Home Plate Collision Rule: The Same, Only Different


Aug 1, 2013; Philadelphia, PA, USA; San Francisco Giants catcher Buster Posey (28) goes to tag Philadelphia Phillies pinch runner Michael Martinez (7) out at home plate during the seventh inning at Citizens Bank Park. The Giants defeated the Phillies 2-1. Mandatory Credit: Howard Smith-USA TODAY Sports

Suppose MLB and the Players’ Union made a really cool new rule that would end horrific collisions at home plate. Suppose that both sides agreed that this was the only correct thing to do and made sure the new rule went into effect just before Spring Training games began, so that all clubs could try it on for size before the new season opened up. But suppose the new rule was really nothing more than window-dressing, and that when push comes to shove (literally), the new rule would get broken faster than Buster Posey’s ankle broke when Scott Cousins tried to score a run on May 25th, 2011, effectively ending the Giants’ hopes for a repeat title.

That’s my take on Rule 7.13, the just-enacted regulation designed to increase player safety, by more tightly governing specific players’ actions in plays at the plate. Simplified, the new rule states that the runner may not run out of a direct line to the plate in order to initiate contact with the catcher or any other player protecting the plate, nor may the catcher or any other player in that role, block the runner before he has possession of the ball. On paper it all sounds so jolly, I’m sure it’s going to work out grand. Runners will waltz nimbly past home plate while catchers set the table for tea and crumpets.

The reality is nothing much has changed: The catcher may still block the plate if he has the ball, and the runner may still initiate contact with the catcher, in an effort to dislodge the ball and score a run, if the catcher blocks the plate. In other words, it’s the same, only different. Collisions-both planned and unplanned-will still take place, and when you have two highly trained athletes colliding at any speed, you are going to encounter the possibility of injury. So when all the song and dance has petered out, what we have left is a weak-sauce effort to placate those who would continue to water down baseball to the point where it is politically polished and everyone leaves with a smile.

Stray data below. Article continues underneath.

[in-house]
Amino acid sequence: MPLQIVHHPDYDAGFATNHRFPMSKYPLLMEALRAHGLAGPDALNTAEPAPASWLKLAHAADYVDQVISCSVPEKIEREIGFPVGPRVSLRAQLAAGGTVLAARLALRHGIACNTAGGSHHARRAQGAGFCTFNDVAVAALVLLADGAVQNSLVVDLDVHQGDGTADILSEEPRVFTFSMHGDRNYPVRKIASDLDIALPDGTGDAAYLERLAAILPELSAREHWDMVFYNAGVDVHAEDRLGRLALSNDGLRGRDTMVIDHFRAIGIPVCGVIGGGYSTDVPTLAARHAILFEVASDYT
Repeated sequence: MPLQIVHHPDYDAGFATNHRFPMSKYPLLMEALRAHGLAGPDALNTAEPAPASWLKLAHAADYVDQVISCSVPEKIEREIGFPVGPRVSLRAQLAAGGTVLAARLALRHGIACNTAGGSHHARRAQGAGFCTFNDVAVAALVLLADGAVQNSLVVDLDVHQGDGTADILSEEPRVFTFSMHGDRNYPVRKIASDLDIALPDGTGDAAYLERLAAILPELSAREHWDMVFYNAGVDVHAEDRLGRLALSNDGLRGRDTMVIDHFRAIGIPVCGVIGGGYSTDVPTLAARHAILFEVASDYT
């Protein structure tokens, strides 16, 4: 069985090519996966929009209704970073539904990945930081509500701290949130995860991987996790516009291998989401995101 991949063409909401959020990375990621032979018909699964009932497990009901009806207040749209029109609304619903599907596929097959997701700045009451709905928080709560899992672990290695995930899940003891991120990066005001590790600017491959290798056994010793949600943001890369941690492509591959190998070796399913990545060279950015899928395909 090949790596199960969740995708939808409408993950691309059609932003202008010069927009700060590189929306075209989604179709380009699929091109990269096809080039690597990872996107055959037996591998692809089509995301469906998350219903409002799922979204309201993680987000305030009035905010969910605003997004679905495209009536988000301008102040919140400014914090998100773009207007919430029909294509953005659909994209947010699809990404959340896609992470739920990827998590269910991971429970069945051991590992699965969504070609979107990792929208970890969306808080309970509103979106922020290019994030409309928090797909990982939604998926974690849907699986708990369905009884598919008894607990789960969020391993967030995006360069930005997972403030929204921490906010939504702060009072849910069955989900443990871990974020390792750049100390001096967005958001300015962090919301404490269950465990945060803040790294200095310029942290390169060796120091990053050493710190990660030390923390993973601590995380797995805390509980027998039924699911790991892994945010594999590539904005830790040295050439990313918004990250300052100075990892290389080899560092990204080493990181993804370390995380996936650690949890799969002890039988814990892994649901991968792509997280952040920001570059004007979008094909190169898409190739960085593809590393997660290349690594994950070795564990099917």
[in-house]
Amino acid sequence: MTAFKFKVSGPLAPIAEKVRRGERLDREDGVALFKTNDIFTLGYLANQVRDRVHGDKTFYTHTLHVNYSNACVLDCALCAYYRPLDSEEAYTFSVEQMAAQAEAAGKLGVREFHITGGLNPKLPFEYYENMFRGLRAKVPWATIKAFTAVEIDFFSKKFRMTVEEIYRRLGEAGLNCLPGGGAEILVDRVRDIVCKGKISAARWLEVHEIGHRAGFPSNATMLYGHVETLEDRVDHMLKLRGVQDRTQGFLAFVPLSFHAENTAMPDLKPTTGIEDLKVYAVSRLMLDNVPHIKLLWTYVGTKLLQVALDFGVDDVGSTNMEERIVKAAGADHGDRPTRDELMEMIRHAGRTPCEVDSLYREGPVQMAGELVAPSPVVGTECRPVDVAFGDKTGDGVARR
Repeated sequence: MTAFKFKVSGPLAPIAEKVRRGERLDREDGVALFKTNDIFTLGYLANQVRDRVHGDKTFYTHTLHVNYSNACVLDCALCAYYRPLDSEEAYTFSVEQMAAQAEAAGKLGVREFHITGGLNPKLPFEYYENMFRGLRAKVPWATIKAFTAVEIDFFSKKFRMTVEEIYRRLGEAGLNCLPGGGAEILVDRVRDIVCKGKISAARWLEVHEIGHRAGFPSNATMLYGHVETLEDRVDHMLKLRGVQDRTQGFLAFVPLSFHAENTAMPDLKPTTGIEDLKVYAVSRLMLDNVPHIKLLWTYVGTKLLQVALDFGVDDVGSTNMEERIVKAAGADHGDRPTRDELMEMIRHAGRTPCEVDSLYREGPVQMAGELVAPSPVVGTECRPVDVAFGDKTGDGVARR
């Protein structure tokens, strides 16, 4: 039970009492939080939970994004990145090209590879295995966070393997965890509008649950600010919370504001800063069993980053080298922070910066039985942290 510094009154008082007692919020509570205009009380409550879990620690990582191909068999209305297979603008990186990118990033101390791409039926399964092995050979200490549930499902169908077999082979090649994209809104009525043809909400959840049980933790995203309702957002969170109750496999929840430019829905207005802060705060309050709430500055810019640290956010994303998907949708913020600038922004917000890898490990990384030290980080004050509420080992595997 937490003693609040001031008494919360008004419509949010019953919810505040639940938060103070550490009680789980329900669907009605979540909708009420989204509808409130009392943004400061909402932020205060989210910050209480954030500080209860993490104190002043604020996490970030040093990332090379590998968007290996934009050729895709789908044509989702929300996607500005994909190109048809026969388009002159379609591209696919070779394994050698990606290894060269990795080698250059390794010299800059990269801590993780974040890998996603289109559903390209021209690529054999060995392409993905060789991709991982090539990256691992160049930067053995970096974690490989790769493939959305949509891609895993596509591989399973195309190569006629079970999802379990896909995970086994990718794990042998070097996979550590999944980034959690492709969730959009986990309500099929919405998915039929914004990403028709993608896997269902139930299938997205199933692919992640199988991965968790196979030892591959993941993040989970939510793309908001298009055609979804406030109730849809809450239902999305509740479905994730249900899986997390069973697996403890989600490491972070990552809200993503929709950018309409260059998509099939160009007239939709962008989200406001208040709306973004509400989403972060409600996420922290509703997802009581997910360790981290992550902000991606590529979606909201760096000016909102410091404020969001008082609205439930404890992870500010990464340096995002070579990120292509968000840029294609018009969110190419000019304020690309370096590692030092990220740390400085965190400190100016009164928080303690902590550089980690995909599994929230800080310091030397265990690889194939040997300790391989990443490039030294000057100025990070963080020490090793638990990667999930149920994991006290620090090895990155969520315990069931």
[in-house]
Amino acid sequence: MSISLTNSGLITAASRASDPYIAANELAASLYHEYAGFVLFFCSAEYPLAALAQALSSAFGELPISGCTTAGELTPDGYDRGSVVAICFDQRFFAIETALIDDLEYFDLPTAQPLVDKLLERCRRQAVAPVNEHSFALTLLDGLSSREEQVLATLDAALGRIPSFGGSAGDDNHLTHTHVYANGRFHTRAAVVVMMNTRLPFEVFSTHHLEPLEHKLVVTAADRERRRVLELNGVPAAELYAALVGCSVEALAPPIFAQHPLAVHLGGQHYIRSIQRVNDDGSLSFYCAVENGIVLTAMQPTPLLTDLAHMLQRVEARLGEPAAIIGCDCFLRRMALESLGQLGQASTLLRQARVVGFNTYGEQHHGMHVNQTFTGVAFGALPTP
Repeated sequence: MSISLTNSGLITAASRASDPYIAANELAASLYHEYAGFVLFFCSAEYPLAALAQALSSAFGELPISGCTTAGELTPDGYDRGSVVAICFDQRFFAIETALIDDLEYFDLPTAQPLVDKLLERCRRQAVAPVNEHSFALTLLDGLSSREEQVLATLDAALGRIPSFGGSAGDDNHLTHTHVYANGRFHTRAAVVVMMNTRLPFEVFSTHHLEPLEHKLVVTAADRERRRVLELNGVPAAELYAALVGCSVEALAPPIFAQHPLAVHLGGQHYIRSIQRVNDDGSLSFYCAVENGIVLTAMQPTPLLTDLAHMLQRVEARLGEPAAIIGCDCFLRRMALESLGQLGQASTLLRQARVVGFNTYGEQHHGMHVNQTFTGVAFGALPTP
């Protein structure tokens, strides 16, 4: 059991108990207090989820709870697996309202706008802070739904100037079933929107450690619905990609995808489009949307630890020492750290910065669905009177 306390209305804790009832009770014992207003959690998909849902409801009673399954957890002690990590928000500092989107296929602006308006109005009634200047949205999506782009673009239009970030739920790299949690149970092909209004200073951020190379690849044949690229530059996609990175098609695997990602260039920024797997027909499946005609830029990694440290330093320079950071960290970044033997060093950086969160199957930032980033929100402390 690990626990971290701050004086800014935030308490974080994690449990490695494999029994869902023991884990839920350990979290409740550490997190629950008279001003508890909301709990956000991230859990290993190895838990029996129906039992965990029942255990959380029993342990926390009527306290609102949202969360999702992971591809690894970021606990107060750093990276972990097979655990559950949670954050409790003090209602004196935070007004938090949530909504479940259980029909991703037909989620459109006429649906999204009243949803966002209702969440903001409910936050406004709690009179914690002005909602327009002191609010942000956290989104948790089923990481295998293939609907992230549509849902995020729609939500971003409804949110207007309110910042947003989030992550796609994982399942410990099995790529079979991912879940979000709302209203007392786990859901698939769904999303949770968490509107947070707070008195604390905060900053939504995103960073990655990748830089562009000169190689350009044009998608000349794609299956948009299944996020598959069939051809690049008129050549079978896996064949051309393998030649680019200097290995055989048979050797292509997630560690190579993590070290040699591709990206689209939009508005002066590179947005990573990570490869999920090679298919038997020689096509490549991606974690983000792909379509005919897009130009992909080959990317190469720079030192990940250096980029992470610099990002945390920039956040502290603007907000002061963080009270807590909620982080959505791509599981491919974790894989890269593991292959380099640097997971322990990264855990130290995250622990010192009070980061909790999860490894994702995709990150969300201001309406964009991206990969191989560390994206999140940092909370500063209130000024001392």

Please do not mistake my cynicism for disagreement with the idea of trying to prevent serious injury. I was as devastated as any Giants fan (and any true baseball fan) the day Buster went down. However, enacting a rule such as 7.13 is not going to prevent that from happening again; the only thing it guarantees is that MLB and the players’ union are dead set against players getting hurt, and well, sure that’s a good thing. But If baseball wants to avoid collisions at the plate, then it should outlaw collisions at the plate, by making the ball dead, in the event such a collision should take place, and sending the runner back to third. Or better still, eject the party deemed guilty and move on.

But the reality is that spilt milk happens and collisions will result. When the late innings arrive in a taut duel between top-notch competitive pitchers, and the runner has a chance to score the game-winning run by adjusting his angle at the plate, while the catcher has to make a split-second decision on whether the ball will actually arrive before the runner, and the whole thing is left up to the discretion of the umpire, then I think Rule 7.13 is going to have about as much effect as the vendor in the stands hollering, “Beer, Here!” except maybe the fans in the stands get to quench their thirst. Because the runner is still going to go all out, and hope that something happens along the line that will give his side the lead, and the catcher is going to do everything he can to stop it, even if it results in a collision, Rule 7.13 or not.

And when that prevailing sentiment ceases to dominate baseball, we’ll all put away our bats and gloves and take up tiddlywinks, and try not to hurt one another by winking too hard.